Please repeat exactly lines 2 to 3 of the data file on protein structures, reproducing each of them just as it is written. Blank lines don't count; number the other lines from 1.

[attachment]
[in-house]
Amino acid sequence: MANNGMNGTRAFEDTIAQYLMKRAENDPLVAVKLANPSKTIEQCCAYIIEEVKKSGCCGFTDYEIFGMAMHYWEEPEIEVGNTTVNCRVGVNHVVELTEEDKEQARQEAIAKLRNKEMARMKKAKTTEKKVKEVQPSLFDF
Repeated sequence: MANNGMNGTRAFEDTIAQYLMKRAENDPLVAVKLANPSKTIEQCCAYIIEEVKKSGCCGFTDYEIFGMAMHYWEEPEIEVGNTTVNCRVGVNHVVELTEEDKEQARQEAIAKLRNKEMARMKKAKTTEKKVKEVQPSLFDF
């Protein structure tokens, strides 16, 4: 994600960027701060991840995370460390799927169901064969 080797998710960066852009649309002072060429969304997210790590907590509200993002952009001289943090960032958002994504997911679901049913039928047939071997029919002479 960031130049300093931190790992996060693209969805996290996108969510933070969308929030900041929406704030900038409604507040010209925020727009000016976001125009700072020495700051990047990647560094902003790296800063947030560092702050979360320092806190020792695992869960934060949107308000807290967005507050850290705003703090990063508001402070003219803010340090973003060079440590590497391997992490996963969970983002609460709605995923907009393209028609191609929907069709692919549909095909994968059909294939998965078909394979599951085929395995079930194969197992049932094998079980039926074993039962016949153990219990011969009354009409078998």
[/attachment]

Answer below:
Amino acid sequence: MANNGMNGTRAFEDTIAQYLMKRAENDPLVAVKLANPSKTIEQCCAYIIEEVKKSGCCGFTDYEIFGMAMHYWEEPEIEVGNTTVNCRVGVNHVVELTEEDKEQARQEAIAKLRNKEMARMKKAKTTEKKVKEVQPSLFDF
Repeated sequence: MANNGMNGTRAFEDTIAQYLMKRAENDPLVAVKLANPSKTIEQCCAYIIEEVKKSGCCGFTDYEIFGMAMHYWEEPEIEVGNTTVNCRVGVNHVVELTEEDKEQARQEAIAKLRNKEMARMKKAKTTEKKVKEVQPSLFDF